I go into debt consolidation in detail in this separate post, but it usually comes in the form of an unsecured personal loan from a bank, a credit union, or an online lender. Credit cards with loan interest rates are another option. Those with very bad credit may turn to secured loans such as home-equity loans that use their assets as collateral in case of default.
The major downside of debt consolidation is that your lower payments make it easier to get into trouble again, and you may end up paying a lot more over the life of your consolidated loan because of a longer loan term. For more on debt consolidation, see my separate post on the best debt consolidation loans.
Debt Payoff Plan
To help you get a control on your debt, we’ve created this tool that will calculate your payoff date, interest payments, principal payments, monthly payments and what those things can look like if you chose to put a little extra in your monthly payments. Compare your payment plans and decide on what makes sense for you.
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How Much Could You Save With a 0% Balance Transfer Credit Card?
You may be able to transfer all or a portion of your debt to a balance transfer credit card that offers 0% interest for an introductory period. The box below shows how much money you could save if you transferred all of your debt to this card, and shows the monthly payment you would need to make in order to pay off the entire balance by the end of the introductory period. The Chase Slate(r) card offers 0% interest for 15 months and 0% transfer fee when you transfer your balances within the first 60 days of account ownership.
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In a debt management plan, a company negotiates with your creditor to lower your interest rate and monthly bills, but your loan principal remains the same. You’ll pay the company, and they distribute the money to your creditors.
Your credit can take a hit from participating in these programs if the company isn’t on the ball with payments, however. It can also be tricky to separate legitimately helpful programs from scams and shady fly-by-night companies. For more on debt management, see my separate post on the best debt management companies.
For most people, bankruptcy is the nuclear option. The negative implications of bankruptcy can certainly be severe, including a massive impact on your credit. However, the jury is out on whether it’s better or worse than debt settlement.
Of course, bankruptcy attorneys will tell you bankruptcy is better than debt settlement, while debt settlement companies will tell you the opposite. There is no one-size-fits-all-answer to this question, but you have nothing to lose by investigating both options, preferably with the guidance of an unbiased expert.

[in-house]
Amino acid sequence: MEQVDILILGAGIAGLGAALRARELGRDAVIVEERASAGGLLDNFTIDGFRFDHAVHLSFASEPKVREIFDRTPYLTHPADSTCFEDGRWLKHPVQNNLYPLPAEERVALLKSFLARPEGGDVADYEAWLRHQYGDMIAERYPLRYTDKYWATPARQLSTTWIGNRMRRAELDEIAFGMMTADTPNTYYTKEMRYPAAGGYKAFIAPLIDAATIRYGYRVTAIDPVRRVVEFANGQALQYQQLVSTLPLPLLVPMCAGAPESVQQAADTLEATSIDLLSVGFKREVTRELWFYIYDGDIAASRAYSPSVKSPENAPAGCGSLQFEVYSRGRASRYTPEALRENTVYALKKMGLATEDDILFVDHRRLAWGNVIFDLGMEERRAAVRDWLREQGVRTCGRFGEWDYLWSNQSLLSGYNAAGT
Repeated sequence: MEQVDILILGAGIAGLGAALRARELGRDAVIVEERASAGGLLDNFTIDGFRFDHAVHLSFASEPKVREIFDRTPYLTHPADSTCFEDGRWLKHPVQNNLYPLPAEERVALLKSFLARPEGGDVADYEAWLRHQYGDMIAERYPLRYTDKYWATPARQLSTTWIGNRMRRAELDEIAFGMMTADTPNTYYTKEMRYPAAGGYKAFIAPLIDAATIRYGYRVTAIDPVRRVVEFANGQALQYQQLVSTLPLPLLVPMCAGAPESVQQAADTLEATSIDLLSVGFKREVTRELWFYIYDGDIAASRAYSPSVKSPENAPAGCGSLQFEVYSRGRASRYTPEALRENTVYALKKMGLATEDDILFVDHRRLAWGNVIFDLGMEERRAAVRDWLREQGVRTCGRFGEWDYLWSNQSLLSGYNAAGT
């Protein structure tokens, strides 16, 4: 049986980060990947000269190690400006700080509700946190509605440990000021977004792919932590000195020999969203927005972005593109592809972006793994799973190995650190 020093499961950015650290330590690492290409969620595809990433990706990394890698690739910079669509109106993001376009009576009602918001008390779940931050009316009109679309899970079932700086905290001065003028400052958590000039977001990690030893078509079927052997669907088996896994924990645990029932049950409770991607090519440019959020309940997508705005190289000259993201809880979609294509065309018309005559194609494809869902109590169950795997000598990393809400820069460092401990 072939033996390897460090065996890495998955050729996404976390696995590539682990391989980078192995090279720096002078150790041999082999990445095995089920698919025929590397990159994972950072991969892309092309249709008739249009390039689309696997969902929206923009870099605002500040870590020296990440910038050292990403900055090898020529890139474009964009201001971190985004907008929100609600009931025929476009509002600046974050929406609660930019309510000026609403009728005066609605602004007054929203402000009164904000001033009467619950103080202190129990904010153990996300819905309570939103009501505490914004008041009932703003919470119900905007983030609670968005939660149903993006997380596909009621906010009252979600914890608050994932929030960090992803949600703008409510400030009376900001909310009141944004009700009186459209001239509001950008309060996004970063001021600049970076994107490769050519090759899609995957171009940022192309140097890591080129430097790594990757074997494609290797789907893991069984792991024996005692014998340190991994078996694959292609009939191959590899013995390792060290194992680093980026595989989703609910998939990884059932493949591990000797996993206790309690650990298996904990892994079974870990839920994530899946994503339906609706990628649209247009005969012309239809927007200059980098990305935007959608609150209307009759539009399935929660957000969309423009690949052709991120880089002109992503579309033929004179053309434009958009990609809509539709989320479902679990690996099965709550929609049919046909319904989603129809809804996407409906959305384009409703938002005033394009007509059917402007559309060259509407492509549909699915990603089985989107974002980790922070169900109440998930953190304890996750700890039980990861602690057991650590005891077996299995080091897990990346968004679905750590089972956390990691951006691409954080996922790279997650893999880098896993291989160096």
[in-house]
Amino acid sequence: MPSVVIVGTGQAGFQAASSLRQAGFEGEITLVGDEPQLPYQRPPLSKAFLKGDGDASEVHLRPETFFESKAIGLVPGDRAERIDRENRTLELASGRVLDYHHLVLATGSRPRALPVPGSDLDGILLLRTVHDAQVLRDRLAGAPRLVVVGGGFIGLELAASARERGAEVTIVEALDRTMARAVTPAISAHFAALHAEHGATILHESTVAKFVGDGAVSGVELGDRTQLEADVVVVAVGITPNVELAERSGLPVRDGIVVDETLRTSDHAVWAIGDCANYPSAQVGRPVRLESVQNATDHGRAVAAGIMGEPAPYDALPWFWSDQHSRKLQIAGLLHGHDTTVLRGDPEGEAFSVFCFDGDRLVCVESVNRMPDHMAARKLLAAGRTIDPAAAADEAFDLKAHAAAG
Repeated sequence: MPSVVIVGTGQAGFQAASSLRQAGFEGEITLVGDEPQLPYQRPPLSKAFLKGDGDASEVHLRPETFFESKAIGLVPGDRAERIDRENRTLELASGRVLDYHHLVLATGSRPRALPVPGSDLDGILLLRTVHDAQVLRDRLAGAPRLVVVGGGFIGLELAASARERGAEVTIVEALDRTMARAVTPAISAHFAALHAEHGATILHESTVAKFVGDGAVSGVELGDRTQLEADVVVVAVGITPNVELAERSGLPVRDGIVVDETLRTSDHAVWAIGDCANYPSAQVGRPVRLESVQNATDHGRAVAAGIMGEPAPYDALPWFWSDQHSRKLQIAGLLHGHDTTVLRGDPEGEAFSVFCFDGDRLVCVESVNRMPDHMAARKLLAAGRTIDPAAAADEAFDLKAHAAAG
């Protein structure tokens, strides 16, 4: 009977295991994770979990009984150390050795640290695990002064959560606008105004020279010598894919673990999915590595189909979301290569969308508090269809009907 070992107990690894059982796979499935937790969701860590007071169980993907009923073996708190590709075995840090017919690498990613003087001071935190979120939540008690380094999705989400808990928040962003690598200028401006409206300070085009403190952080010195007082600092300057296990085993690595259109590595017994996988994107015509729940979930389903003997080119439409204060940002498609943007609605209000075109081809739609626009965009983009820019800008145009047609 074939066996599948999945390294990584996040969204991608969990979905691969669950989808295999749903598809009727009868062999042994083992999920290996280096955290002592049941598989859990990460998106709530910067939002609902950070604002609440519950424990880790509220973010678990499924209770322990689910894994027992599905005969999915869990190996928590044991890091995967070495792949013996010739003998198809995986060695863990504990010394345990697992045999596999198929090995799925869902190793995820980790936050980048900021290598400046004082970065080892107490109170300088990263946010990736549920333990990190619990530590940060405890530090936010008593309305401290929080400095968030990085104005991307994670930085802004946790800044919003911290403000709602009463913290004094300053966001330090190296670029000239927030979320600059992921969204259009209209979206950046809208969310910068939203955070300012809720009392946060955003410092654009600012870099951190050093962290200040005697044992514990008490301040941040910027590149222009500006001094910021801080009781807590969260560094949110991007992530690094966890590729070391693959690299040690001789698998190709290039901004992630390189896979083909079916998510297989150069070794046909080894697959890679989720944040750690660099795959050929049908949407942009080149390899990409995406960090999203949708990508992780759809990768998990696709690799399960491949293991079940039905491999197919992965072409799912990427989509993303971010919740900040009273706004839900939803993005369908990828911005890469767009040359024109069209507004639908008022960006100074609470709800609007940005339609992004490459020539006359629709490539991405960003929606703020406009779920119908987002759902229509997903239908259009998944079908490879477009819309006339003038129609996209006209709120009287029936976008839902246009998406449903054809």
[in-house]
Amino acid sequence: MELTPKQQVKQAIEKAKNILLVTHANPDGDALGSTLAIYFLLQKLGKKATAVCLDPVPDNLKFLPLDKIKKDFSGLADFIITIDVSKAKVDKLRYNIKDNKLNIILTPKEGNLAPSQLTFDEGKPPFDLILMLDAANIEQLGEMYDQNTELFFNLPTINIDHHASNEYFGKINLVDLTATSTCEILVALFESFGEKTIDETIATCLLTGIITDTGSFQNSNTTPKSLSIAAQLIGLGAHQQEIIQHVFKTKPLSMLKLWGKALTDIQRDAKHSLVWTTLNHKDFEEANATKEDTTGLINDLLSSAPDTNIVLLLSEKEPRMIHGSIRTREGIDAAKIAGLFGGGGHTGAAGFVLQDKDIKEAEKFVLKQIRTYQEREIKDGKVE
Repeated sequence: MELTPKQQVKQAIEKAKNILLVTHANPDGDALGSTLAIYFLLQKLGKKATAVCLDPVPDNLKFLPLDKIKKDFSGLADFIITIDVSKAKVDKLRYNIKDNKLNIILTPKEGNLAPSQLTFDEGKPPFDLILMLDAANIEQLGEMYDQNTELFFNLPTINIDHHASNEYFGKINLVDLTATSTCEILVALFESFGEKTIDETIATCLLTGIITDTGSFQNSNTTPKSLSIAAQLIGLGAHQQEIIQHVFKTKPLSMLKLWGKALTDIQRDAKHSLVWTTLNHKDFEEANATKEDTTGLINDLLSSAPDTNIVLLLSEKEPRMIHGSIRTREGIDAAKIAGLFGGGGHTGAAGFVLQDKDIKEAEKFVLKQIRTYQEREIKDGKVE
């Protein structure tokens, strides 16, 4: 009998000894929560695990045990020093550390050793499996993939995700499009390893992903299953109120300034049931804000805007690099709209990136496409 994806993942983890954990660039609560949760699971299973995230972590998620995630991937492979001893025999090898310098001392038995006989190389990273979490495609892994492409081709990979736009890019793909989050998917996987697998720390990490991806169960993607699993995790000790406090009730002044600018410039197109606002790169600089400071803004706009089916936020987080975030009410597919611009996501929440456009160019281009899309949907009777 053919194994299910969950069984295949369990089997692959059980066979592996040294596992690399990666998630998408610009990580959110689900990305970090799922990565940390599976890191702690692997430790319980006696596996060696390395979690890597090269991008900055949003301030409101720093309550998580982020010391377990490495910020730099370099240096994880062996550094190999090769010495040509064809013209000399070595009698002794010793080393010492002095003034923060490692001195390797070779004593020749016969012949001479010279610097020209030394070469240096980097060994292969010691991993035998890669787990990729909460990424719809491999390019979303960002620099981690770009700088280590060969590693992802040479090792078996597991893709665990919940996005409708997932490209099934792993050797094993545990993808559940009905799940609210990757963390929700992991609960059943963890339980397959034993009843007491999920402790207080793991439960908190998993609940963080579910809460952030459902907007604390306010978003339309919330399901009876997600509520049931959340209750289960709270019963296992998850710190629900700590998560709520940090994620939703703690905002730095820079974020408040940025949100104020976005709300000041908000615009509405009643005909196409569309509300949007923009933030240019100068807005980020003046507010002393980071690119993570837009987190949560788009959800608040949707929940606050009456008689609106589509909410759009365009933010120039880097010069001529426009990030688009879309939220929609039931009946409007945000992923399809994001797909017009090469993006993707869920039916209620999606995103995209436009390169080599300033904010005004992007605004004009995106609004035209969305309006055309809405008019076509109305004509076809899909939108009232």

One thing to consider: If you’re eligible for Chapter 7 bankruptcy, the process can be over fairly quickly and with reasonable certainty that your unsecured debts will be forgiven. Debt settlement, on the other hand, is more of a question mark. If you compress the process into as short a time frame as possible with a skilled company that effectively settles your debts, this can be preferable. But the process can also drag on for years with no guarantee of success.
Avoiding Debt Settlement Scams
If you’ve weighed the pros and cons of debt settlement and want to give it a go, consider these last cautionary tips as you search for a reputable company. While the industry has come a long way since a federal crackdown on unsavory practices in 2010, you’ll still need to keep the following in mind to avoid scams:
- You should be the one to initiate contact. Shady companies are more likely to aggressively search for and hound potential clients.
- Do your homework. Look at the company’s Better Business Bureau rating and any other online reviews you can find. Almost every company will generate complaints, but some will generate far more than others.
- You shouldn’t pay any upfront fees. In 2010, the Federal Trade Commission banned these for any company that does business over the phone, driving many shady companies out of business. But some continue to find loopholes in the rules.
- No company can guarantee results. It’s ultimately up to your creditors, not the debt settlement company, whether or not they will settle your debts. If you see such a guarantee, move along.
- Collection calls and lawsuits are still a risk. A debt settlement company can’t stop a creditor from these actions if they’re determined to take them.
- The company has to make several disclosures before you sign up. Those include what you’ll be paying, how long the program will last, and the potential negative effects of not paying your creditors during a settlement plan.
As you look for the best debt settlement companies, keep one word in mind: Transparency.
The best debt settlement companies won’t keep you in the dark about any crucial information simply because they want your money. They will also have competitive fees, comprehensive customer support, clear websites, and savings rates in line with or better than their competitors.
Unsure if debt settlement is the right for you? Check our other articles and resources on debt reduction to evaluate your other options: